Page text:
My Garden Birds

My small flock of sparrows which visits the garden feeders has blossomed from 6 to over 20 regularly coming in for a feed. This is good news for a bird which has been in decline over recent years and they are regularly joined now by up to ten starlings another bird which has been suffering falls in numbers.

_X0A5284The sparrow flock was also joined recently by a summer visitor who seemed to have joined the wrong crowd. This juvenile willow warbler has been a regular visitor and always arrived with the sparrows. It’s the first one I’ve ever seen in the area as they are_X0A5263usually more of a woodland bird and we are a mile away from the nearest wood. Beautiful to see, but I do hope it remembers its not a sparrow and manages to migrate before the weather changes. The tits are starting to re-visit the feeders with coal, great and blue tits all enjoying the nuts and fat balls. Hopefully they’ll keep me entertained throughout the colder months.

 

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A Kingfisher Day and an Ethical Question

After my last exhibition I decided to treat myself to a day photographing kingfishers with Steve Race of  Yorkshire Coast Nature.  As you know I’m a bit obsessed with them so nine hours in a hide watching and photographing them seemed like a dream day out.

Now for whatever reason I’d just assumed it would be a day in a hide beside a lake frequently visited by kingfishers, so I was a little concerned when I arrived to see an artificial perch above a large black tank full of small fish. I’d read about these set ups and how in the past birds had been injured diving into glass tanks they basically couldn’t see. Steve noticed my reticence and we had a quiet chat with the owner of the hide to put my mind at rest. He explained why they used a black tank, where the bird was nesting, how many young they’d fledged over the years and how the welfare of the birds was paramount to him and to his business. They put my mind at rest but I was quite prepared to walk away if I thought there was any threat to the safety or well being of the birds. I joined the other clients in the hide and even before we’d had time to sit down the male arrived for the first fish of the day. He’d obviously been waiting for us to stop chatting so he could start fishing.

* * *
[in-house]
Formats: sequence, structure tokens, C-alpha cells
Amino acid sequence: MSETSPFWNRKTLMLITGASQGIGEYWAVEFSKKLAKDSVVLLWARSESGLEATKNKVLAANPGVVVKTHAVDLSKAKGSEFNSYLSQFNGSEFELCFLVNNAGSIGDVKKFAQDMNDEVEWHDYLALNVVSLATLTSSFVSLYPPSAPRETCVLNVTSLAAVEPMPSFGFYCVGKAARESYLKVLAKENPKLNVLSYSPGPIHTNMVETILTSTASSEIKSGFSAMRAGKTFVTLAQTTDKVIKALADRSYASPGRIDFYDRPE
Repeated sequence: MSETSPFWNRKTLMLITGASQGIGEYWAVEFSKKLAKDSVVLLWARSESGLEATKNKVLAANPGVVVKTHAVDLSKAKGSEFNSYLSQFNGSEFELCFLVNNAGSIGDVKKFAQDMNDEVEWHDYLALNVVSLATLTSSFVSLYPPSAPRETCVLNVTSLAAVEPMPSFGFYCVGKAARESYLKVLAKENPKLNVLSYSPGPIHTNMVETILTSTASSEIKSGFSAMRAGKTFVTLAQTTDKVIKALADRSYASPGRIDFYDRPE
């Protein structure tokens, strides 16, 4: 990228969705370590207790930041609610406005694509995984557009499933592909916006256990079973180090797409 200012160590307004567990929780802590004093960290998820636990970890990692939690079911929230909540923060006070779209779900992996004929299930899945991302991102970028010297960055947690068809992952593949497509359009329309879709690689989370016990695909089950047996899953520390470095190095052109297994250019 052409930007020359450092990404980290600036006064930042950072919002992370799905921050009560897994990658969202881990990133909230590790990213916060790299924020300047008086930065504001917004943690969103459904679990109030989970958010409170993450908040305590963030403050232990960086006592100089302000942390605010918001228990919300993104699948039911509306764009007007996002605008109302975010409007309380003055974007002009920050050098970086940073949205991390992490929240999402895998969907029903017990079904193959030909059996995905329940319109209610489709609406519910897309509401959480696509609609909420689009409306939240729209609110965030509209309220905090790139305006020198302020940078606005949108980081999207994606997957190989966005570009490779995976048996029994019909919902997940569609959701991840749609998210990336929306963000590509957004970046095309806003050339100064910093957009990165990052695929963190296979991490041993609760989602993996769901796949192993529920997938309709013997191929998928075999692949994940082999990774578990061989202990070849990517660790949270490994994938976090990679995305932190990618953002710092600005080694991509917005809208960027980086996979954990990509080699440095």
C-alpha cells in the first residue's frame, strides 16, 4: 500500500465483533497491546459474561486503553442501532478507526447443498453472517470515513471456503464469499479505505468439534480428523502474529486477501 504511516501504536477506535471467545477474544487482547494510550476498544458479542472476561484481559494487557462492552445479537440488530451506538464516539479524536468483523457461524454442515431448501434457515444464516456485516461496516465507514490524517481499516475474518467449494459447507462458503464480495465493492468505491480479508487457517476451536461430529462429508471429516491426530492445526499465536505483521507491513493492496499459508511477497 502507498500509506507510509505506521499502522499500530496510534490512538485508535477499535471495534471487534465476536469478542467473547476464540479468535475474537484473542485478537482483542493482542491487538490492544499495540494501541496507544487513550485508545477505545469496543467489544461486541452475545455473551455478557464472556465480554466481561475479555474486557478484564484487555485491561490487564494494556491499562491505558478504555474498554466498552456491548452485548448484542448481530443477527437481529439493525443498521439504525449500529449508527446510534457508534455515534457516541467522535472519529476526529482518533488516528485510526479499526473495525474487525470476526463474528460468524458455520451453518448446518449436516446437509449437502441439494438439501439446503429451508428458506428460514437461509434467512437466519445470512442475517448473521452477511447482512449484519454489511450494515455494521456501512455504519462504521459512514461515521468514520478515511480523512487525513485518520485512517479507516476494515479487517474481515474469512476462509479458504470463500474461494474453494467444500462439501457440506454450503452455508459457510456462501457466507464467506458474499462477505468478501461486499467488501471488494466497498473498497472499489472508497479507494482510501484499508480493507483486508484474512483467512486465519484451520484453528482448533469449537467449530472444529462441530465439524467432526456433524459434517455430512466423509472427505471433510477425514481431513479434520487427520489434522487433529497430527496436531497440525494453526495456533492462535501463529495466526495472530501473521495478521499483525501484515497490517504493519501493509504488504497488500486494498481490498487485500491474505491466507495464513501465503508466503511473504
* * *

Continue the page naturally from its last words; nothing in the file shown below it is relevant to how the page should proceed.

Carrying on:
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The male continued to come in at an amazing rates of knots grabbing a fish, bashing it on the perch and flying off to the nest. Unfortunately the female hadn’t been seen for four days and it was thought that she may have been grabbed by a sparrowhawk or another predator. However the male was doing a brilliant job of feeding the young and in one ten minute period caught seven fish which were all flown back to the nest. It was a couple of hours before he stopped and ate one himself.

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I’ve spent hundreds of hours watching and photographing kingfishers in the wild so I know about the patience, skill and luck needed to get decent images. I can also see how days like this have become established and are allowing photographers not only the chance to see these beautiful birds so close but to also capture them doing what they do naturally although in a slightly contrived atmosphere.

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Is it ethical? To start with I was very skeptical, however Mark the site owner has been managing this lake and photographing the kingfishers for a number of years now. It was obvious that this kingfisher was doing a superb job providing for its family apparently on its own. And at the end of the day how much different is this to hanging out feeders in your garden for your local birds, or an RSPB nature reserve specifically managed to attract as much wildlife as possible, or Springwatch putting out carcasses to attract predators they can film for our entertainment.